IHS grant to fund diabetes risk and asthma studies
OMAHA, Neb. -- The Northern Plains Tribal Epidemiology Center recently
received a Native American Research Center for Health grant from the IHS.
The Northern Plains Tribal Epidemiology Center is partnering with the
University of Nebraska Medical Center for the study.
The goal of the four-year grant, expected to total between $900,000 and
$1.5 million, includes two research projects to build trust and facilitate
research between American Indians and academic institutions. One of the
projects will look at diabetes risk in Native youths and what can be done
to prevent it. The other project is aimed at understanding asthma in Native
"The grant presents an unparalleled opportunity to conduct health research
where partnership with tribal communities and building tribal capacity are
at the foundation," said Francine Romero, director of the epidemiology
center and principal investigator for the NARCH grant. "Our collaboration
with the University of Nebraska Medical Center will undoubtedly bring
tangible benefits to tribes."
The center focuses on health research in tribes and is funded by the IHS.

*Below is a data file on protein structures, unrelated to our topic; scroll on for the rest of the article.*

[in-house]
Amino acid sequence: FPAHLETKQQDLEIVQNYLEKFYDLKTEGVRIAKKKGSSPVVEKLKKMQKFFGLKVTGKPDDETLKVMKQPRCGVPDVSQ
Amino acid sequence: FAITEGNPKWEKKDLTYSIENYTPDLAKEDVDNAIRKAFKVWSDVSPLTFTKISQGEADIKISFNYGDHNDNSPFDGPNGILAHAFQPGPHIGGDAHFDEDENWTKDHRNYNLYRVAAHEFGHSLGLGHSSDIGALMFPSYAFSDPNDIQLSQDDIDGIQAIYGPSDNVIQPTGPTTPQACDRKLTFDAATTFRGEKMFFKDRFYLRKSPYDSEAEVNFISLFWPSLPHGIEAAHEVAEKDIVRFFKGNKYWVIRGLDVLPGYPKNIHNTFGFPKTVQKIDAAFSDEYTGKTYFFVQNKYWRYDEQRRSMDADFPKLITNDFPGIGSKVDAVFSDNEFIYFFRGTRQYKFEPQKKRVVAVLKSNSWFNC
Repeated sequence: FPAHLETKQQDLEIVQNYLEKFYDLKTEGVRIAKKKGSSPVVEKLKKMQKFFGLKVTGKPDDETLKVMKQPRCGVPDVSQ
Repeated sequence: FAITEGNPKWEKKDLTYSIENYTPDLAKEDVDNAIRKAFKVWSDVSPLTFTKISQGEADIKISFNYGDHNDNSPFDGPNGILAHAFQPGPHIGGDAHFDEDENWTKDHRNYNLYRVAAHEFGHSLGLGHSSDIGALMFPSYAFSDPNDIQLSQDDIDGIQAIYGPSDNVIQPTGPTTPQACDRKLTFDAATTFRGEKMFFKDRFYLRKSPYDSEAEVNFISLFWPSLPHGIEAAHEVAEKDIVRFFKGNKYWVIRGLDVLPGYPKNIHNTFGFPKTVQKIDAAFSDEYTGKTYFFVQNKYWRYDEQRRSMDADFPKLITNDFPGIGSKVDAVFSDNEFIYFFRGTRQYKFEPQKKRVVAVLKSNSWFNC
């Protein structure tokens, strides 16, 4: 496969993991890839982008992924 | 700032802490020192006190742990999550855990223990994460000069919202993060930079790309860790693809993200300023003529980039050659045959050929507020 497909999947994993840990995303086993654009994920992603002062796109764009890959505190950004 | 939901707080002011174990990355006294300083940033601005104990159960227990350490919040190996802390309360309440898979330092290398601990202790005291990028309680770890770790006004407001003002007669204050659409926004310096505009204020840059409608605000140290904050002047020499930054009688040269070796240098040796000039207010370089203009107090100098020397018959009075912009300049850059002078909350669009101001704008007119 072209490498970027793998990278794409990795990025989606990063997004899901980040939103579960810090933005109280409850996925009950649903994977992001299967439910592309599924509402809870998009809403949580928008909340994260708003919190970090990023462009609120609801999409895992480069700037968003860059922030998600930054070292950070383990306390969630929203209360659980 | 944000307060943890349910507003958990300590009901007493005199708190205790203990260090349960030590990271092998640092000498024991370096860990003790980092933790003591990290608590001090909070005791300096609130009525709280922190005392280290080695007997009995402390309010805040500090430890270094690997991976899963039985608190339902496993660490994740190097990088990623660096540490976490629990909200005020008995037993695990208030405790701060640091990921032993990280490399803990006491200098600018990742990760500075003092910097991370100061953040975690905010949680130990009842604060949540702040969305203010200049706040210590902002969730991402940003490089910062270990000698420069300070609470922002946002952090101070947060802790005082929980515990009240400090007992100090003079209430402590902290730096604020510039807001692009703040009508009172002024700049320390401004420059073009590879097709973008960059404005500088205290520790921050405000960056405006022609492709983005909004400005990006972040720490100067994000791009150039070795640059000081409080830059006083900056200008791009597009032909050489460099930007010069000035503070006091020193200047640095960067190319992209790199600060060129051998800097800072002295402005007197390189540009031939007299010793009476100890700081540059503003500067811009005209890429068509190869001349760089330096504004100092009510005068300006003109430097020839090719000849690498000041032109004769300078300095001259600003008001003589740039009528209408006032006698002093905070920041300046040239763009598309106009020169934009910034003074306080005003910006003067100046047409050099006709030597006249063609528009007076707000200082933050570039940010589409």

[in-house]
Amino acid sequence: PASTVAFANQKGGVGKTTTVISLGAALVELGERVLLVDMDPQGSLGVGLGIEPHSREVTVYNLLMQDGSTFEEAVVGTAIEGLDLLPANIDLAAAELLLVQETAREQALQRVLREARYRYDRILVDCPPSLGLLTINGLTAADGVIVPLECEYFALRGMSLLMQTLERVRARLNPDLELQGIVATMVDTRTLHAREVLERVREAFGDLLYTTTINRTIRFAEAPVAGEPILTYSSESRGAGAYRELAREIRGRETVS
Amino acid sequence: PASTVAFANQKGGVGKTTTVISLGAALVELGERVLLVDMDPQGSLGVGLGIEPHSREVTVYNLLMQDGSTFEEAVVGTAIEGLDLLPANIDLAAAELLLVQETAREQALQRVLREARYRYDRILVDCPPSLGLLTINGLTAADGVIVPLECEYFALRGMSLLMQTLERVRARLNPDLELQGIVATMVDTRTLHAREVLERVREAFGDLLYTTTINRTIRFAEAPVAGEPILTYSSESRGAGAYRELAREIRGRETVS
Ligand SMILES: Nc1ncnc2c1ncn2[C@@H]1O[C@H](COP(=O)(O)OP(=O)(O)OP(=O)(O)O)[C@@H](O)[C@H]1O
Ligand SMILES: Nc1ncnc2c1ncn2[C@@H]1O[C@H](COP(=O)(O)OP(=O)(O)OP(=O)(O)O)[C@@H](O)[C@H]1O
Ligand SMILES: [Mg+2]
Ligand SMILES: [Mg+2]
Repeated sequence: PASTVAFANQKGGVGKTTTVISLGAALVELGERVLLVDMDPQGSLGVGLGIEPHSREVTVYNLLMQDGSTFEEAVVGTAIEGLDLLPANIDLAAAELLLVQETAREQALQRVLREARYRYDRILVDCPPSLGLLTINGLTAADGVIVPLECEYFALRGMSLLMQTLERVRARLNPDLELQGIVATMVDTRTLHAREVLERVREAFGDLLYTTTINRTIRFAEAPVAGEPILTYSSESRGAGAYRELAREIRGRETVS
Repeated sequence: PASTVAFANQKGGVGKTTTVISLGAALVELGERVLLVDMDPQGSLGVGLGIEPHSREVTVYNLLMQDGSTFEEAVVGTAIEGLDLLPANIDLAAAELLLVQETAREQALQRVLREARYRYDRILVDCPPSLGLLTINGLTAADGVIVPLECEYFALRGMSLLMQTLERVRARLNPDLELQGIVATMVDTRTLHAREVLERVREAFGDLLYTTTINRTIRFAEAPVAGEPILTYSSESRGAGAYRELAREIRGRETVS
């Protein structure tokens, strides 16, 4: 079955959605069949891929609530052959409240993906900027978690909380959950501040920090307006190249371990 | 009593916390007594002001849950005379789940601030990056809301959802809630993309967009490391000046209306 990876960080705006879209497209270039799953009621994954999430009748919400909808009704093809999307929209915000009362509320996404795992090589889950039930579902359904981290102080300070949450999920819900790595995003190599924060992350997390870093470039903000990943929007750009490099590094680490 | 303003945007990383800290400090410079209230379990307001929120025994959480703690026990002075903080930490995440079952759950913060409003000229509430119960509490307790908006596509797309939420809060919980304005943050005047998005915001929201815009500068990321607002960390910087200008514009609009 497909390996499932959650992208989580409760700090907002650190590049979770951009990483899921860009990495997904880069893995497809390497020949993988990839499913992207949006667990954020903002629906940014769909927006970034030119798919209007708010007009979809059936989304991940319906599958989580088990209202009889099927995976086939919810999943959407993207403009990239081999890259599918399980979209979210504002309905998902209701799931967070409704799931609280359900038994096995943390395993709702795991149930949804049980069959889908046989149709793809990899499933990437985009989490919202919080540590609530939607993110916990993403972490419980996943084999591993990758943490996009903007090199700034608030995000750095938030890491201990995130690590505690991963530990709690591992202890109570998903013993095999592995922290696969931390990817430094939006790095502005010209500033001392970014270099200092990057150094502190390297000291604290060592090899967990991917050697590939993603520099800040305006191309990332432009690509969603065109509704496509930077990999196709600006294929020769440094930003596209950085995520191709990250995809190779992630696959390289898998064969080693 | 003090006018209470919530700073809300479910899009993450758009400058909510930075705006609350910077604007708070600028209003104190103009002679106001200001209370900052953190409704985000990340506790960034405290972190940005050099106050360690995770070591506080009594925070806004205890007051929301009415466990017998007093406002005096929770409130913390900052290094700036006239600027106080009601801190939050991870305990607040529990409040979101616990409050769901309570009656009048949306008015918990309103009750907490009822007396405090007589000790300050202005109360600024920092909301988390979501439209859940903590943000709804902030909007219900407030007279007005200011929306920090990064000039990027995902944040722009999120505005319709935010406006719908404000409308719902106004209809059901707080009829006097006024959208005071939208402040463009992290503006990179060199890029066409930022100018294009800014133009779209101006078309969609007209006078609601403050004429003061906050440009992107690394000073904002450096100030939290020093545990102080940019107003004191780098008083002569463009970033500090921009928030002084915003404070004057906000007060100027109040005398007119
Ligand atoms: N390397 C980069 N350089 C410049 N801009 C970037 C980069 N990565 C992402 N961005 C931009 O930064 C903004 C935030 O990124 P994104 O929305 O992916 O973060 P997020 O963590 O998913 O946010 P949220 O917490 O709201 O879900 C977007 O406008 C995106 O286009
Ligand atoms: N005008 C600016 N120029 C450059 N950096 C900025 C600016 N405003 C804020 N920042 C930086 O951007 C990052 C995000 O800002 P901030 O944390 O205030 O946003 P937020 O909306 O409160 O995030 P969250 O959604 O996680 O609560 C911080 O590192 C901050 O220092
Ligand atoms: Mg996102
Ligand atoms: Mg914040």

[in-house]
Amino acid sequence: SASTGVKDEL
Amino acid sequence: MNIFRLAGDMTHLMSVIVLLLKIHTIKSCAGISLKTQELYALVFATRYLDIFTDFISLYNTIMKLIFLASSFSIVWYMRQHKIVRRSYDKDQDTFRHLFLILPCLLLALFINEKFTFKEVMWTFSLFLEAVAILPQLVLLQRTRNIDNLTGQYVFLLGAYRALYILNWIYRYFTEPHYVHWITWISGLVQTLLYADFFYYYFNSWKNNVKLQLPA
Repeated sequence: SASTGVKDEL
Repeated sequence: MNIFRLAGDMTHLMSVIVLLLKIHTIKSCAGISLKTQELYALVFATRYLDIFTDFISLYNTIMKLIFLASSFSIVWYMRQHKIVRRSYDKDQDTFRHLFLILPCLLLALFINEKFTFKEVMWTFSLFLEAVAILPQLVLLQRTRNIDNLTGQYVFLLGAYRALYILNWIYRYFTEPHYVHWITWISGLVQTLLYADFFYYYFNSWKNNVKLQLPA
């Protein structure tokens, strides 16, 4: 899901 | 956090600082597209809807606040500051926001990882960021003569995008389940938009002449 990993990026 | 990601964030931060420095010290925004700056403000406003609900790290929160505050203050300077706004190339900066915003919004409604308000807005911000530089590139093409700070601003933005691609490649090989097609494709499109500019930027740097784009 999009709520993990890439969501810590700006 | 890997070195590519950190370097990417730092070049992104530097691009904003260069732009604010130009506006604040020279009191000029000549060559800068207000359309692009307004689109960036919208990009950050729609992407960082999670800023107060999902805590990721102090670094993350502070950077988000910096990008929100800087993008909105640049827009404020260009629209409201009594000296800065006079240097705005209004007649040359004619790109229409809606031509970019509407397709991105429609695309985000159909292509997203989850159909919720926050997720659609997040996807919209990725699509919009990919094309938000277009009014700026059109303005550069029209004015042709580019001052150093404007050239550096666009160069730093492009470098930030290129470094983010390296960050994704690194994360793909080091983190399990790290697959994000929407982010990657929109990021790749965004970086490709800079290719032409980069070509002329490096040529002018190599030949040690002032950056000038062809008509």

The center, which serves 18 tribes in North Dakota, South Dakota, Nebraska
and Iowa, was established by the Aberdeen Area Tribal Chairman's Health
Dr. Jennifer Larsen, professor and section chief, UNMC diabetes,
endocrinology and metabolism, said the project will focus on decreasing
health disparities, facilitating research, decreasing distrust and training
researchers in American Indian communities.
"This is another step in how we're trying to show universities can work
with tribes to attack problems that they think are important, in ways that
may be most effective and helpful to them," said Larsen, principal
investigator of the diabetes risk project. "The idea is to establish a
long-term relationship to work on more than one problem."
Diabetes is almost an epidemic in all communities, but particularly the
Native community. The prevalence of type 2 diabetes, the most common form
of diabetes, is more than twice as common in American Indians as in
non-Hispanic white populations, Larsen said. "They also are at higher risk
for diabetic complications, especially amputations and end-stage renal
disease, and are more likely to die from complications of diabetes."
The prevalence of diabetes is increasing across the United States, but the